My Shrapnel is the true story of Gila Weiss, a young American immigrant to Israel who survived the Machane Yehuda bombing. Her book is amazing because Gila refuses to be a victim. This is an amazingly heroic and resilient woman who works hard to make the best of the terror that ripped into her life. On the first page of the book she writes: "... the bombing, in fact, was the best thing that ever happened to me." Naturally, Gila is not thankful that it happened, but since it did, she is determined to rebuild her life and make it better than ever.

The Shidduch Diaries is a funny and touching look at the current shidduch dating scene. Our intrepid heroine, Rachel Ginzburg, asks the central question: "Is it against halacha for Jewish men to be normal?" This novel is affectionate and romantic, Frum-Chick-lit, if you will.

Many of you have written to me asking if I will be publishing the entries of my blog as a book. Karen and I have discussed this at length. We agreed that we did not want to publish a bereavement self-help book. We want to do something... different. We want our feelings about Ariel to be conveyed in a unique form. I am a big fan of graphic novels. Seraphic Secret will be our first graphic novel. What is a graphic novel? These are books that use the conventions of comic books to tell their stories. But the art work and stories involve serious, mature themes. Some graphic novels I have read are as powerful, and in certain cases even more powerful than conventional novels. Art Spiegel's Maus won the Pulitzer prize several years ago. In this groundbreaking book, Spiegel tells the story of his father, a Shoah survivor, using highly stylized drawings that depicts Jews as mice and the Nazis as cats. It's a powerful two-volume work. For the art work of my book, I have asked Judith Margolis to collaborate with me. Karen and I met Judith and her writer husband David, when we first moved to Los Angeles 20 years ago. Judith is a brilliant artist who has had shows all over the world. Besides being supremely talented, Judith knew Ariel. Her daughter Hodya used to play with Ariel when they were children. Judith was also one of Ariel's most loyal and frequent visitors. Though she lives in Israel now, whenever Judith came to LA, she would make time to visit Ariel. A few months before Ariel died, Judith gave him a drawing. It's a beautiful rendering of a moment in creation -- the separation of the waters, and Ariel treasured this exquisite work, keeping it on his night table till the end. We realize that telling the Seraphic Secret story as a graphic novel is highly unusual, but Karen and I believe that a synthesis of our words and Judith's artwork is the most powerful and appropriate way of remembering our son. Words alone simply cannot convey all we feel.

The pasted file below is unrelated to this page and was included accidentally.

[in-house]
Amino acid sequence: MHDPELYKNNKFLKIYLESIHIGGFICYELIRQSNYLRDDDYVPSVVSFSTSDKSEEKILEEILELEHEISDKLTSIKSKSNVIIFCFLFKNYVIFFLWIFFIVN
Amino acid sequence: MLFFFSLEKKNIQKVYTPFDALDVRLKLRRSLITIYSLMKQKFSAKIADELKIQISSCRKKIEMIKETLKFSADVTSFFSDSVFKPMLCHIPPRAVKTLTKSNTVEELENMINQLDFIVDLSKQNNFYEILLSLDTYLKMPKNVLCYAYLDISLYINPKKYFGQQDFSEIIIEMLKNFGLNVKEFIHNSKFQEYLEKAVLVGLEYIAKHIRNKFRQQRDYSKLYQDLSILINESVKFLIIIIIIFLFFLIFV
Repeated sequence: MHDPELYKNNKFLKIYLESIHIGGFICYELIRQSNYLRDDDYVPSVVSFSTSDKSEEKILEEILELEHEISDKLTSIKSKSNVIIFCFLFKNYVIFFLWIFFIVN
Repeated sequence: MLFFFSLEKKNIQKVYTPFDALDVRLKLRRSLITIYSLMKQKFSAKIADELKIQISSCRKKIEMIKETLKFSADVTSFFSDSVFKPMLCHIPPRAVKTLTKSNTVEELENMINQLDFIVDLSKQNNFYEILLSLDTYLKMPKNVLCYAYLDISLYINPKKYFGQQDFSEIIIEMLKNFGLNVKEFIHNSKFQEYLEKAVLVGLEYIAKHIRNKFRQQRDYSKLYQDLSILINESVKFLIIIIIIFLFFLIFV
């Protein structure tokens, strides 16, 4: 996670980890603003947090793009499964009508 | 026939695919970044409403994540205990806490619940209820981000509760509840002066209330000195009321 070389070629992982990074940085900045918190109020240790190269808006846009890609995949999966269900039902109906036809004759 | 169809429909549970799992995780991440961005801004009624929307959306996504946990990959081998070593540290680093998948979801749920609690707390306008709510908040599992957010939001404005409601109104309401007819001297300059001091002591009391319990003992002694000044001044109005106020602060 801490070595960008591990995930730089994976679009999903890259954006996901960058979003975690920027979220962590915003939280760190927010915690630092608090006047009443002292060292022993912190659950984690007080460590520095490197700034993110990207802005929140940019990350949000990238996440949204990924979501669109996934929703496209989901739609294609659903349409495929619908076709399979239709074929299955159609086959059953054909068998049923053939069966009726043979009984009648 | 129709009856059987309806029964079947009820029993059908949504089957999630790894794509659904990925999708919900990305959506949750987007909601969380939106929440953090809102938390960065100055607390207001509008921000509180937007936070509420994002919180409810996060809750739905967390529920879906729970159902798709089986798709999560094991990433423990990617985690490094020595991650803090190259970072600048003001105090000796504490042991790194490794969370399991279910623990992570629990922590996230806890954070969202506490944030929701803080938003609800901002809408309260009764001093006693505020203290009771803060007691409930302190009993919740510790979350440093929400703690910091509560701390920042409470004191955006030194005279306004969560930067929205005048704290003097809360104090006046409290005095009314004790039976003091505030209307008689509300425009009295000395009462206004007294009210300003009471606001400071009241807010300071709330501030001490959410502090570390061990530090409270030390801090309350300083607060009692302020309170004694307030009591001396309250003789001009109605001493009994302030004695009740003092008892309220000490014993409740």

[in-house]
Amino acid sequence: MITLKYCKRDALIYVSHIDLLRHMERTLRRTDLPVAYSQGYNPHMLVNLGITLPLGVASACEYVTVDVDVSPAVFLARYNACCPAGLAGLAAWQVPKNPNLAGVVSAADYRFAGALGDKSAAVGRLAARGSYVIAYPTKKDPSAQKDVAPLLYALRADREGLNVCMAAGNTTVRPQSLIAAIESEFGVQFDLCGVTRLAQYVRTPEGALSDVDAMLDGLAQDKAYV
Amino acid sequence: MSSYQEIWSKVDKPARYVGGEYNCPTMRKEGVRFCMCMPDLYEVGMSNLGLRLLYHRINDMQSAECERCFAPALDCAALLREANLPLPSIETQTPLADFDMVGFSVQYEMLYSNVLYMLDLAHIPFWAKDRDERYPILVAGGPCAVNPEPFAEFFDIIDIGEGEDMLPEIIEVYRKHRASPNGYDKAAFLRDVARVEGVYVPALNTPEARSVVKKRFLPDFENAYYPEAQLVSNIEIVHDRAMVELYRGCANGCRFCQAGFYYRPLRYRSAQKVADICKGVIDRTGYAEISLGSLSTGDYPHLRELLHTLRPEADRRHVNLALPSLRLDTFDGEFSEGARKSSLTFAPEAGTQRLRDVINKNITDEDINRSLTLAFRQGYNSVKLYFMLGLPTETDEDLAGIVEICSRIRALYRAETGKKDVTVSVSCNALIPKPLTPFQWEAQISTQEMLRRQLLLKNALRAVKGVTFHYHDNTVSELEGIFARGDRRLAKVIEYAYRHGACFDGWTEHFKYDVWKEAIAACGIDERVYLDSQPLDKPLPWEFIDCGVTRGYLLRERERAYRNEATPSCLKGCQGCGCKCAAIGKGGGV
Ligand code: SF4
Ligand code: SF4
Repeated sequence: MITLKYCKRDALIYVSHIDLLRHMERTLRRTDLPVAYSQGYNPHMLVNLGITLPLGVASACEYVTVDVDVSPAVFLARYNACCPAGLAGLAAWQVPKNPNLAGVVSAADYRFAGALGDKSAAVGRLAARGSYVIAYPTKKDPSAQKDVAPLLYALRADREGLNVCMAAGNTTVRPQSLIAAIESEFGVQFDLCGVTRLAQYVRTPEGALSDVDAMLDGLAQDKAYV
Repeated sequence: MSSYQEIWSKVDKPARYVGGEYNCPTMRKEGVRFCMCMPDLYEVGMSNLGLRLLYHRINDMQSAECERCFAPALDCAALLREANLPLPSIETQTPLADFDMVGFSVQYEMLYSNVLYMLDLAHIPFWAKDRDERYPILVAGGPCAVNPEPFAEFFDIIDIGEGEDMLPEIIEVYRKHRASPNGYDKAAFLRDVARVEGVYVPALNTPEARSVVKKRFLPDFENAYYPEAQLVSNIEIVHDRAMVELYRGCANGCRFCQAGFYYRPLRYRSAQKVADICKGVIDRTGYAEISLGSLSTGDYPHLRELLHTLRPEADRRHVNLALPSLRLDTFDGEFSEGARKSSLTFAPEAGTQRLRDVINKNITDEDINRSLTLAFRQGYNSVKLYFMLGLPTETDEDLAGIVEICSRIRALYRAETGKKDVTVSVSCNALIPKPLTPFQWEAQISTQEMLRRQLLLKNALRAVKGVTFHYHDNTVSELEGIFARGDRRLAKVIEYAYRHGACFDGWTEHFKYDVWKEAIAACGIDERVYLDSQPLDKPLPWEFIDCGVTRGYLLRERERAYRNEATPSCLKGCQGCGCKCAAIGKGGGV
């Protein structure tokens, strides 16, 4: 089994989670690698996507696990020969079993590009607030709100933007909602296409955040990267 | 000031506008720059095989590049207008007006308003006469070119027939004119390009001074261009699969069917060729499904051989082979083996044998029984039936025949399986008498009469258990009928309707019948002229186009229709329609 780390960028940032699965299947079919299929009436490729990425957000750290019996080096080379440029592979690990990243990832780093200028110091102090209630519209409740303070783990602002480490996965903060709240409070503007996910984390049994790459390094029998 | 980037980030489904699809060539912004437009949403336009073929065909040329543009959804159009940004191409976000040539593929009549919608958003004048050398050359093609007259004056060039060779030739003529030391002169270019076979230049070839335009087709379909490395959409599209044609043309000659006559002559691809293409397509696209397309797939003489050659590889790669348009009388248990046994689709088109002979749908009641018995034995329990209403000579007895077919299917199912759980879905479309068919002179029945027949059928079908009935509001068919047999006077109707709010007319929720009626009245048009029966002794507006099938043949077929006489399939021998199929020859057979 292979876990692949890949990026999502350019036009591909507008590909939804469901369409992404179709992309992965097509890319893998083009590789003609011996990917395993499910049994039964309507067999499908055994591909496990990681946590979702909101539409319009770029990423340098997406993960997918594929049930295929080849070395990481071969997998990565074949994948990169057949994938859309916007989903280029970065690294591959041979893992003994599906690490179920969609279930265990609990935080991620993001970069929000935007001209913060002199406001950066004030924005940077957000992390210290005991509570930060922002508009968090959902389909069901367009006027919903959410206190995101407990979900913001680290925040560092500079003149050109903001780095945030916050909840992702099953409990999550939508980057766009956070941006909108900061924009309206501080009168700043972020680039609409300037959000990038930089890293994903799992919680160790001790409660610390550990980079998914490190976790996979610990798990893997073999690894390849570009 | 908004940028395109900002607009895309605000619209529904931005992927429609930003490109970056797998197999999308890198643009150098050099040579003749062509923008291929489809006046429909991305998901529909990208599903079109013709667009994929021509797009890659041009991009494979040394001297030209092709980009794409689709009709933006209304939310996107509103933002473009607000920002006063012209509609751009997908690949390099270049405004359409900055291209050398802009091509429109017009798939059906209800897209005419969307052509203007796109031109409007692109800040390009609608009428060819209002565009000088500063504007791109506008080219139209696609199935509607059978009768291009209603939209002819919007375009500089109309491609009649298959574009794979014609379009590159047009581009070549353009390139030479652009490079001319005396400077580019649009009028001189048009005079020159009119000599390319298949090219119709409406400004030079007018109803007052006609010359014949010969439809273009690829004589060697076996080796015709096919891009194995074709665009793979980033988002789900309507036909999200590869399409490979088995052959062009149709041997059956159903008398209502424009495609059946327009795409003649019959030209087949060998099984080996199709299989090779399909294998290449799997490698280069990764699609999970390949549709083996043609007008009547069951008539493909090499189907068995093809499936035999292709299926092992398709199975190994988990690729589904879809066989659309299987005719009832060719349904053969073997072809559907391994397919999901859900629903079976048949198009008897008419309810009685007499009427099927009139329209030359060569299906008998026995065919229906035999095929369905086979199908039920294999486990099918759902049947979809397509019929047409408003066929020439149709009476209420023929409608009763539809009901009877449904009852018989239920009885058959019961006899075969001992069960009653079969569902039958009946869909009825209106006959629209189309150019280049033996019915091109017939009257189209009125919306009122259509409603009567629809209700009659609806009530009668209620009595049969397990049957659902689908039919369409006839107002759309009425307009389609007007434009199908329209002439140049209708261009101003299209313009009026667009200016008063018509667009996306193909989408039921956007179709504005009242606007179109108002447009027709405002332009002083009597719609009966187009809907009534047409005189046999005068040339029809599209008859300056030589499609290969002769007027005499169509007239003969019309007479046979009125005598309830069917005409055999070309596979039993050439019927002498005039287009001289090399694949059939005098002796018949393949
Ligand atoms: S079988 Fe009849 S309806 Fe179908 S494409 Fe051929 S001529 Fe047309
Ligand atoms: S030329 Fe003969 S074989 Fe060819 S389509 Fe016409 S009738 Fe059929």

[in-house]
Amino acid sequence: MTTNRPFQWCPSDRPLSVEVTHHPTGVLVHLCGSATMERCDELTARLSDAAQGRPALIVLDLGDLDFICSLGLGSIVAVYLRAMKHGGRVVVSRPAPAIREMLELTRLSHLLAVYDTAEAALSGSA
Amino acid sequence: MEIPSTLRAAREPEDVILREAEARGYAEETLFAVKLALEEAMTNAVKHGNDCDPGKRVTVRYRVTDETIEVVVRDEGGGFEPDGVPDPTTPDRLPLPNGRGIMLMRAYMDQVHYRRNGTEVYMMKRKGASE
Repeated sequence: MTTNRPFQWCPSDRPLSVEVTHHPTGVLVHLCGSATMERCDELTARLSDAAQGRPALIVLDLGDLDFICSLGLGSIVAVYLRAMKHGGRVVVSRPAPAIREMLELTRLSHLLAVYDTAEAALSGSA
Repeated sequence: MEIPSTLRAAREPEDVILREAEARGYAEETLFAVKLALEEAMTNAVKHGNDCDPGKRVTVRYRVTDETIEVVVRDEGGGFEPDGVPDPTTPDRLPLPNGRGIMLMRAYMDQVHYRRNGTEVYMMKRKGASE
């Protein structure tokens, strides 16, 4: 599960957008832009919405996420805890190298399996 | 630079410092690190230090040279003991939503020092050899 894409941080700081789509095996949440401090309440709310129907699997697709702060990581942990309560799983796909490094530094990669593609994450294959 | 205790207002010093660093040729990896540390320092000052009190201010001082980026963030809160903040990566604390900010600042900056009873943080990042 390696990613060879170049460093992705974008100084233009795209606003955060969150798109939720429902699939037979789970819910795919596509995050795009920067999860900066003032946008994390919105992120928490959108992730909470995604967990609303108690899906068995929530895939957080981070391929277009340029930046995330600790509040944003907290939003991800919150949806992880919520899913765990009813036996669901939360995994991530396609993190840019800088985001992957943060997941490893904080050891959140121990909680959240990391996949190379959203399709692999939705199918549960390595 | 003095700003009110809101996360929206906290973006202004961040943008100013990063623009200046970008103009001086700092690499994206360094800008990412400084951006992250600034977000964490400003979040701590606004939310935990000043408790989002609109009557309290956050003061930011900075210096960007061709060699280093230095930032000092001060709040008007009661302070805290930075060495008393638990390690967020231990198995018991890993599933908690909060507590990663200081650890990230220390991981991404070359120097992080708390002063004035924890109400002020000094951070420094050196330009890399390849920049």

Sunday, October 03, 2004


Every Succos, Ariel and I went together to the Young Israel of Century City to pick up our arba minim, the four species. For Ariel, I always ordered, Mehudar, the most expensive, for myself
the moderately priced lulav and esrog sufficed.
This year, I drove to shul, and stood in line. Ahead of me was a father and his son. The boy, maybe eight years old, was excited that his father was buying him his very own lulav and esrog. "Daddy, Daddy, can I shake the lulav?" cried the little boy. Smiling inwardly at the child's enthusiasm, I tried not to feel the emptiness of being without Ariel. I wanted to concentrate on the happiness that others were experiencing. Rosh Hashanah and Yom Kippur are over and now is the season of happiness. Rabbi Muskin even reminded us that it's a mitzvah to be happy. To fulfill a mitzvah you must do something: sing, dance, sit in the Succah and talk with your guests; there must be an effort. Faith and feeling are simply not enough. Judaism is a religion of behavior. And so, all through Succos I tried my best to act happy. But in all honesty, I failed. Decorating the Succah is usually a family affair filled with laughter and good natured jokes.
We all worked hard at decorating the Succah.
Karen's eye for hanging the fruit
this year was better than ever. I put up the logo for Seraphic Press, a drawing of The Hebrew Kid that is based on a photo of Ariel. But always in the back of my mind was the awful fact of Ariel's absence.
The Succah
is a symbol of our faith in HaShem, our way of demonstrating that even in this flimsy structure God protects and watches over us.
But God did not protect Ariel.
And so, sitting and eating in the Succah did not provide me with the comfortable metaphor that has existed for years past. I know I'm supposed to put all that aside. I know that I am obligated to see beyond death, but I miss Ariel too much.